May 31, 2007 / 8:41 PM / 11 years ago

Snipers, sniffers, guerillas: the algo-trading war

NEW YORK (Reuters) - Snipes, sniffers and guerrillas are lurking in the stock market. So are dark pools, daggers, boxers, slicers and nighthawks.

Reflecting the nature of the struggle for ascendance in algorithmic trading — or simply, the algo wars — investment banks and hedge funds have been giving military monikers to their increasingly complex and machine-driven trading strategies.

The battlefield names may well be suitable, given that many of the strategies seek to disguise a trader’s real intentions, detect the strategies of rivals and take advantage of them, or capture fleeting anomalies in market behavior.

This isn’t just a war game relevant to ultra-rich investors in hedge funds, or proprietary traders playing with their banks’ money.

Increasingly mainstream mutual funds and pension funds are using such automated programs. And that means even mom-and-pop investors may be gaining some advantages.

The main ones are the possibility of better prices for transactions, as there is less transparency when a big order hits the market, and lower costs, as a bank of computers eventually becomes less expensive than a bank of traders.

“These algorithms are designed to help get an order done without creating market impact,” said Adam Sussman, senior analyst at The Tabb Group, a financial services research and advisory firm.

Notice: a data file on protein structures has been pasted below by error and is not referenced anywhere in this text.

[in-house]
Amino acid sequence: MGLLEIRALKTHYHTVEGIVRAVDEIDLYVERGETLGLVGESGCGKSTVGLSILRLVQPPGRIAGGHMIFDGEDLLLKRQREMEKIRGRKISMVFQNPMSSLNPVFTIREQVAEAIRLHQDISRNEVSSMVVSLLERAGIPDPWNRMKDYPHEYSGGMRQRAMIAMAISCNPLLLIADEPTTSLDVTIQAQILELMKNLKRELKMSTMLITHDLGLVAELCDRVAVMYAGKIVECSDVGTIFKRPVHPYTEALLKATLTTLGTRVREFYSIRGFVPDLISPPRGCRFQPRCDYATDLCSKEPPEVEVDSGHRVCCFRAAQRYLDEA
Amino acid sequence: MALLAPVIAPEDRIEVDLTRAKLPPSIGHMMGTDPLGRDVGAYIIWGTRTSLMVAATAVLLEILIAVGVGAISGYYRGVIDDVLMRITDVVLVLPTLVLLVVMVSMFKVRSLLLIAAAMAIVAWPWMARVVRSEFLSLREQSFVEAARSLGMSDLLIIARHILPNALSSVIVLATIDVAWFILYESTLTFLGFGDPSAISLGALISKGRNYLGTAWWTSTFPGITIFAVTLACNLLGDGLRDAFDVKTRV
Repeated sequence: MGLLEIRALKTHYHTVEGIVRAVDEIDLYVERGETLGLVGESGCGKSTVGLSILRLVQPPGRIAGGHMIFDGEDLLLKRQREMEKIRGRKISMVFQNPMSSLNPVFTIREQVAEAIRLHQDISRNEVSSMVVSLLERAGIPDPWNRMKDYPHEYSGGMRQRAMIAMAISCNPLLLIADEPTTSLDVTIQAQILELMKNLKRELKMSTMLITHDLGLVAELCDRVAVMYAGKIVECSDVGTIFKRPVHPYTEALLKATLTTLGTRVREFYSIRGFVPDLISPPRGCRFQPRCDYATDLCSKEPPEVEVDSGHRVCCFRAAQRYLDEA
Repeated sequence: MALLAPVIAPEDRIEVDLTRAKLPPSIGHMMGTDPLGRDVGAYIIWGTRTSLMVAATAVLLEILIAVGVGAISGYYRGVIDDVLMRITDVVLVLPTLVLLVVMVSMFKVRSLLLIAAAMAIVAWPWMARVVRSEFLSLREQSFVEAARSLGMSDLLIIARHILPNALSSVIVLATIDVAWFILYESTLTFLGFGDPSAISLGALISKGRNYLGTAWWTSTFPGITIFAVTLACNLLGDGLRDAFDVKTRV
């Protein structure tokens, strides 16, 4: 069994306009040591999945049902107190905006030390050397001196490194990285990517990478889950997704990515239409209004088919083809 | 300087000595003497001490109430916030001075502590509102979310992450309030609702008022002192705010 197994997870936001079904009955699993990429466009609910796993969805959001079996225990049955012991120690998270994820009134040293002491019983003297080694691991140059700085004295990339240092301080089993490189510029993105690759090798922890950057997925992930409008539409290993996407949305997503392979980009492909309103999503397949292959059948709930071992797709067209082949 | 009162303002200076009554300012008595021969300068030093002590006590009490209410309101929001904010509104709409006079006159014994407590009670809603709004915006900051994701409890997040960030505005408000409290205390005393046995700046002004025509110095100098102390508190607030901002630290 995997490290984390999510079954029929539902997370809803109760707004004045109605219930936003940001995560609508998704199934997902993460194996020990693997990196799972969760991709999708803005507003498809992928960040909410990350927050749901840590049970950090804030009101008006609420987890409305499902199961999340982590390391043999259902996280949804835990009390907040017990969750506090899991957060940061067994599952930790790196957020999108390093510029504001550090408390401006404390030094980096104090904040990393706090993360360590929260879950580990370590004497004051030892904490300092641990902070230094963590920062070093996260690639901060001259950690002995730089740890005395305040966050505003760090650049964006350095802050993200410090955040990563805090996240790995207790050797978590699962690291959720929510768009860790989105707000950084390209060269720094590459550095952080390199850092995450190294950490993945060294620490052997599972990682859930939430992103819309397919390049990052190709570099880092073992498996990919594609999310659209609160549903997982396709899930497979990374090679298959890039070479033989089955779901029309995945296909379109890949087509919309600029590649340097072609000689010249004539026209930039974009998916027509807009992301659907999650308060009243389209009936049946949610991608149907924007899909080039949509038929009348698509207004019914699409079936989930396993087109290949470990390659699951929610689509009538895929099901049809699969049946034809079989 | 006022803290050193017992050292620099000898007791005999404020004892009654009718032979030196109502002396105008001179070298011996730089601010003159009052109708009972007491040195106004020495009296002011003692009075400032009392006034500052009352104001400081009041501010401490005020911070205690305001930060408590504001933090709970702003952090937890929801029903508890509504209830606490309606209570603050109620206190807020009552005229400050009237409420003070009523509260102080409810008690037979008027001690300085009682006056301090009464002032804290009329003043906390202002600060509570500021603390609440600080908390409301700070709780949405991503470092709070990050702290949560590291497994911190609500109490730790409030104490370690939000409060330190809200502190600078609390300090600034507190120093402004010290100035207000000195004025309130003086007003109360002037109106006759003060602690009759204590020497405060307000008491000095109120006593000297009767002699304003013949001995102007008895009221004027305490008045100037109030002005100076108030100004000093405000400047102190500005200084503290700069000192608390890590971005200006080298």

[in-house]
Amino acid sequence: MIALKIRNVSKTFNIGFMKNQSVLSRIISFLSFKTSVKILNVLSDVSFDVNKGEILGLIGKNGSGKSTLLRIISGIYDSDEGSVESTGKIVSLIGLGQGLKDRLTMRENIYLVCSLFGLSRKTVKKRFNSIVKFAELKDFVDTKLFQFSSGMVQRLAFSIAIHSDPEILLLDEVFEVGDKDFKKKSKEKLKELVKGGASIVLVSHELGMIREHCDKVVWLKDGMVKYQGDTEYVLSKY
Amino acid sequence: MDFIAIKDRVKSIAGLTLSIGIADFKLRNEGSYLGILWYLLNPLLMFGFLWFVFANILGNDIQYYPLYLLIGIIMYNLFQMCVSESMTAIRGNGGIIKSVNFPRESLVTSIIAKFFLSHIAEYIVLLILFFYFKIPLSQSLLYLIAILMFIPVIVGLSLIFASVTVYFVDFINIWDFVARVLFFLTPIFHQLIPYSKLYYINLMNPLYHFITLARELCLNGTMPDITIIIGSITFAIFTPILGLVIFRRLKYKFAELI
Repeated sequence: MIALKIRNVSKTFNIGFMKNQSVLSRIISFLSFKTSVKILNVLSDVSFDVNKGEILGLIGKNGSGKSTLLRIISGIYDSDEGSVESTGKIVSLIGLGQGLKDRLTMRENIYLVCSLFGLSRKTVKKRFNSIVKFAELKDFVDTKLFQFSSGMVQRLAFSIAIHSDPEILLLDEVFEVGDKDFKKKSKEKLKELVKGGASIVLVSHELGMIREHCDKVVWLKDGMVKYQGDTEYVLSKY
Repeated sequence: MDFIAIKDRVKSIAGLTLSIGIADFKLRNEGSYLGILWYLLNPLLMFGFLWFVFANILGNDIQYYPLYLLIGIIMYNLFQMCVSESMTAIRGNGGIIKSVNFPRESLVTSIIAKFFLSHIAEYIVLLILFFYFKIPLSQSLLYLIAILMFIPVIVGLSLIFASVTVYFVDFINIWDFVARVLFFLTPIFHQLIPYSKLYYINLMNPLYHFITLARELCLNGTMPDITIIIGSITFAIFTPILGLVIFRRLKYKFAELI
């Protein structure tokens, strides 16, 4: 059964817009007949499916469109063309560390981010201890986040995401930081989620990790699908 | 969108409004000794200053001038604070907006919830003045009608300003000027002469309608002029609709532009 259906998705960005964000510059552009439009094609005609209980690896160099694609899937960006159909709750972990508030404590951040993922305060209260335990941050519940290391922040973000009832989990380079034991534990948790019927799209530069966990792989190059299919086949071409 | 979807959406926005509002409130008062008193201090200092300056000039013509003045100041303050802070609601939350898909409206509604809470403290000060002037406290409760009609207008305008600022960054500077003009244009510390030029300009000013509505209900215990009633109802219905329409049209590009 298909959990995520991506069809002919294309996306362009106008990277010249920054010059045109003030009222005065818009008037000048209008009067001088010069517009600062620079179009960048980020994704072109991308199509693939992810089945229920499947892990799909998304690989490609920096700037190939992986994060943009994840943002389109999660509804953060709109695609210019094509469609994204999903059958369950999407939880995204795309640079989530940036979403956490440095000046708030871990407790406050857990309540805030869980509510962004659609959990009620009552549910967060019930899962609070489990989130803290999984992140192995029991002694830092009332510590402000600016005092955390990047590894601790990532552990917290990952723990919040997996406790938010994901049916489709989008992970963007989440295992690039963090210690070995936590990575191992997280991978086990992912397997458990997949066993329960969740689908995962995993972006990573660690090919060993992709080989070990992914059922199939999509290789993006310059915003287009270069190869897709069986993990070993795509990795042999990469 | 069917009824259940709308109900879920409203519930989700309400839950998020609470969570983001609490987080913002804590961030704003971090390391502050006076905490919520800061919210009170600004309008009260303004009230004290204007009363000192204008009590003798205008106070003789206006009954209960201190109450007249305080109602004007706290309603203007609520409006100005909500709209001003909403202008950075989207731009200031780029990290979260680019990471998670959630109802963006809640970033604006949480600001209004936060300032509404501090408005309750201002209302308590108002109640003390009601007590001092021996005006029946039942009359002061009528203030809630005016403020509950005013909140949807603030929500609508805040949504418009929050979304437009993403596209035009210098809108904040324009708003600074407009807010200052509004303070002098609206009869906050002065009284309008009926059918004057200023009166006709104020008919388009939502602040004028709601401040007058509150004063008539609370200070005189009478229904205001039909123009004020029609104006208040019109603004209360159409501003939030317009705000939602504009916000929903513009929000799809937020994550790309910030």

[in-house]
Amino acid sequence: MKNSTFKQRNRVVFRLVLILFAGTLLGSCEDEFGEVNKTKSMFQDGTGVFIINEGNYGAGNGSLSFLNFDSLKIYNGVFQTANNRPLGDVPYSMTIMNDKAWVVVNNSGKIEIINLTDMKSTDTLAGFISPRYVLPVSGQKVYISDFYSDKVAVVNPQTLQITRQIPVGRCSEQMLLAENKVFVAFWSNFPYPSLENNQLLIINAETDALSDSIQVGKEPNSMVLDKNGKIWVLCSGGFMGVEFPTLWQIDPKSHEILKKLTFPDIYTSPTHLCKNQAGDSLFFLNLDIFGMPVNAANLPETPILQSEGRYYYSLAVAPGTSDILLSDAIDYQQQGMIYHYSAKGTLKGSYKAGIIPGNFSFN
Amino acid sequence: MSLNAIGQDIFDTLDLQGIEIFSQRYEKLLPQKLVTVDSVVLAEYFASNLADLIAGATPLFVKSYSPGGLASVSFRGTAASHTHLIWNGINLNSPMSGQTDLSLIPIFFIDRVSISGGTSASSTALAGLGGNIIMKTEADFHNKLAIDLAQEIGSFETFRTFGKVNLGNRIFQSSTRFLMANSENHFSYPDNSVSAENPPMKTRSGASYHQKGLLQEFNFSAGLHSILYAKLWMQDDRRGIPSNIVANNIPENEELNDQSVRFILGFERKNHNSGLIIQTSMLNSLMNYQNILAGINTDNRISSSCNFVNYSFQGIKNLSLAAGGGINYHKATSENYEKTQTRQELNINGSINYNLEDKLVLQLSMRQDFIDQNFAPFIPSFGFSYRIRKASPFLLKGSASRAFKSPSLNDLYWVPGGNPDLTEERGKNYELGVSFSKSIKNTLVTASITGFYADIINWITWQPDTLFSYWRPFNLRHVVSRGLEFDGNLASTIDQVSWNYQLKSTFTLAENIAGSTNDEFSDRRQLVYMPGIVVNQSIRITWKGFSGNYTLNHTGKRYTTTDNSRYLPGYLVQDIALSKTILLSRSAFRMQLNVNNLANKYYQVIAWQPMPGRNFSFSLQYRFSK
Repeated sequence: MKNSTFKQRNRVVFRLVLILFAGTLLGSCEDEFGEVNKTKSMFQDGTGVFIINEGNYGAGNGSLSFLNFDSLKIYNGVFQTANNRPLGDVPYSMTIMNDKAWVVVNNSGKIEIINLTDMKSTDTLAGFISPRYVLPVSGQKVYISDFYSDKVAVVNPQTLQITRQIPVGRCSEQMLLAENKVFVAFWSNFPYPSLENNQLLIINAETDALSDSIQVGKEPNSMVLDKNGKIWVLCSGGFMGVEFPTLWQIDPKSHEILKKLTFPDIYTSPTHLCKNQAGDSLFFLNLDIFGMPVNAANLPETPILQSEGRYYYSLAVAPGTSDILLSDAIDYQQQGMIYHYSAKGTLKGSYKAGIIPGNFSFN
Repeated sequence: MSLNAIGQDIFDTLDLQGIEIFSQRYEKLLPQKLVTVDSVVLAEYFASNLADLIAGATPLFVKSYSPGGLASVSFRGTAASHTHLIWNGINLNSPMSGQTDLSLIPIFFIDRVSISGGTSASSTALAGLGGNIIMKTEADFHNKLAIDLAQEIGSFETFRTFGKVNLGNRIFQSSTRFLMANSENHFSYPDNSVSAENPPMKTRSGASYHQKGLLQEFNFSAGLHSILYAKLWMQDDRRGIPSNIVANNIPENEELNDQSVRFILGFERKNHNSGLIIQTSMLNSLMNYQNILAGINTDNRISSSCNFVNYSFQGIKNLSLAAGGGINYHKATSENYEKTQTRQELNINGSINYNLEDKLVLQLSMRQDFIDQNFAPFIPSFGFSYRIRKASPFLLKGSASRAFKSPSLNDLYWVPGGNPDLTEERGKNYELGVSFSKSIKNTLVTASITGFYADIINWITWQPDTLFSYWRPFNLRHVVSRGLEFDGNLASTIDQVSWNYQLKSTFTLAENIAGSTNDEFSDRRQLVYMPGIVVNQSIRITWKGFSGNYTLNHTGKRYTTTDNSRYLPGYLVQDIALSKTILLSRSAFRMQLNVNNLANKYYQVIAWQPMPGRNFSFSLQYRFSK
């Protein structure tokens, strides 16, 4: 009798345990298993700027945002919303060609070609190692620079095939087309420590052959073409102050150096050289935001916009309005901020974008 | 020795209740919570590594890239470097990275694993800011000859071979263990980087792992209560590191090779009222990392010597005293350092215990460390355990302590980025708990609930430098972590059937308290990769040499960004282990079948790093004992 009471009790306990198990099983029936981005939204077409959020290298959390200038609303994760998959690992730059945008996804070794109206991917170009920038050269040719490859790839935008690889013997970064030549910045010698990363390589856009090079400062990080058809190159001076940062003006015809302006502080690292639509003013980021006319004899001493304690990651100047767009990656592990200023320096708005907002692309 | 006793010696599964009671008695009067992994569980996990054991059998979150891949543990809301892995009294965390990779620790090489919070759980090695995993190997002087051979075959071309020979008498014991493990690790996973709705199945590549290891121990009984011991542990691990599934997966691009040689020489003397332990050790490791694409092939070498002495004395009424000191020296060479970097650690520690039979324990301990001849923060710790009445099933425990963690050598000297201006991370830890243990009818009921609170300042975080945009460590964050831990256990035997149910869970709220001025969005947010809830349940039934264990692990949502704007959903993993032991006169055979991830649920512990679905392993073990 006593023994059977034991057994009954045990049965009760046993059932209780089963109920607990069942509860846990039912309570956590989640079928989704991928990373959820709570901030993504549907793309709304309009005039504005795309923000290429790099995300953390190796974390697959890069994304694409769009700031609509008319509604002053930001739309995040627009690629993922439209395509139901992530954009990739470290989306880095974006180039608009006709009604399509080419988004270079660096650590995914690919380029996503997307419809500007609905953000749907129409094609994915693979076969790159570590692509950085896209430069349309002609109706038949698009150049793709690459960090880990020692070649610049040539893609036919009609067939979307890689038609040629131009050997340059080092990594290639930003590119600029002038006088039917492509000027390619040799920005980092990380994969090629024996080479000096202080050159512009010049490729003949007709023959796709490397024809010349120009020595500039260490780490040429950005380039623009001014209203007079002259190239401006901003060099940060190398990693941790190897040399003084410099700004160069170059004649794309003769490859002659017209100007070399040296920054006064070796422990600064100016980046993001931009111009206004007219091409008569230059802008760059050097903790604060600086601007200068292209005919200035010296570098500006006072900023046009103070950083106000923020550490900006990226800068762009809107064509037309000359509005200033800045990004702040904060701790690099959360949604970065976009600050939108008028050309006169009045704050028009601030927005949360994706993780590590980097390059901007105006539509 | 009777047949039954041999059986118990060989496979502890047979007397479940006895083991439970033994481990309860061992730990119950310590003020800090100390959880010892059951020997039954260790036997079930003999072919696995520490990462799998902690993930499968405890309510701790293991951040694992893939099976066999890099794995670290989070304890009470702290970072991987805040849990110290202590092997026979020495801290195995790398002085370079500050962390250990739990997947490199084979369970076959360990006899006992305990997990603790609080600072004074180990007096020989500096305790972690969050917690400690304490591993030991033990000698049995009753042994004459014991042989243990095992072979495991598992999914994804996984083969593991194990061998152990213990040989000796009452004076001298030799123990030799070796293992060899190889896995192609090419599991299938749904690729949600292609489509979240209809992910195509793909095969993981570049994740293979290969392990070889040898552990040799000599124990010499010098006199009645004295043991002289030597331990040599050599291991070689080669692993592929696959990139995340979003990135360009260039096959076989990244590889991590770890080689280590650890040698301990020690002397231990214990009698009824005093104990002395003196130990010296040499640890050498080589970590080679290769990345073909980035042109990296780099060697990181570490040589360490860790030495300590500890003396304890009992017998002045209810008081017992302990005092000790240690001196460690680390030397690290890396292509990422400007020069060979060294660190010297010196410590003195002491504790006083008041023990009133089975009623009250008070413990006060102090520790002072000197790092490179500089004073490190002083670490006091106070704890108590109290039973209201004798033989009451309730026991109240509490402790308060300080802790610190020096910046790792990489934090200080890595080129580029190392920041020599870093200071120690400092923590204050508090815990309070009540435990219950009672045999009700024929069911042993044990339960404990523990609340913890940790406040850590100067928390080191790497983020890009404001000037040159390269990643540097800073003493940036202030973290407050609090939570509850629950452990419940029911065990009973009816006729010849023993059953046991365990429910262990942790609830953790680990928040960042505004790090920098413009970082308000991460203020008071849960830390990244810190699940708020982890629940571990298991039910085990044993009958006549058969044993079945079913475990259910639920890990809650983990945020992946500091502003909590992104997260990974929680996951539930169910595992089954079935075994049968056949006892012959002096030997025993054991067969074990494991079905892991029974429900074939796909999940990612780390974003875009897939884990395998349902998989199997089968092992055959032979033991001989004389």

“You always want to hide your hand and these algorithms give you a way to do that,” he said.

The retail investor who dabbles in the market from home may also need to understand the increasing power of the machine, with many experts predicting such “black box trading” to account for more than half of stock market transactions.

The effects of the algorithmic takeover of trading are already apparent.

It can reduce volatility, as computers constantly push prices back toward the norm, has raised fears of a faster market meltdown on a startling event such as 9/11, and can add to rollercoaster-like share-price movements during the first and last hour of the stock-market trading day.

It also means that humans trying to trade on an event — such as a profit warning — are almost always going to lose out on the initial price moves, however fast their fingers may be on the order button.

Following are some of the best known algorithmic trading techniques and terms:

VWAP

VWAP — volume weighted average price — is the most basic. It executes a buy order in a stock as close as possible to its historical trading volume in an effort to reduce the trade’s impact on the market.

For example, if over the past three months 10 percent of a stock’s trading volume occurs in the first hour of trading, then a computer with a customer’s buy or sell order will stop trading that order in that hour if the 10 percent level is reached. The rest of the order will be traded in subsequent periods.

The idea is to prevent any appearance of heavier than normal trading activity, which could damage the price at which the order is executed as other traders (whether humans or machines) realize what is happening.

TWAP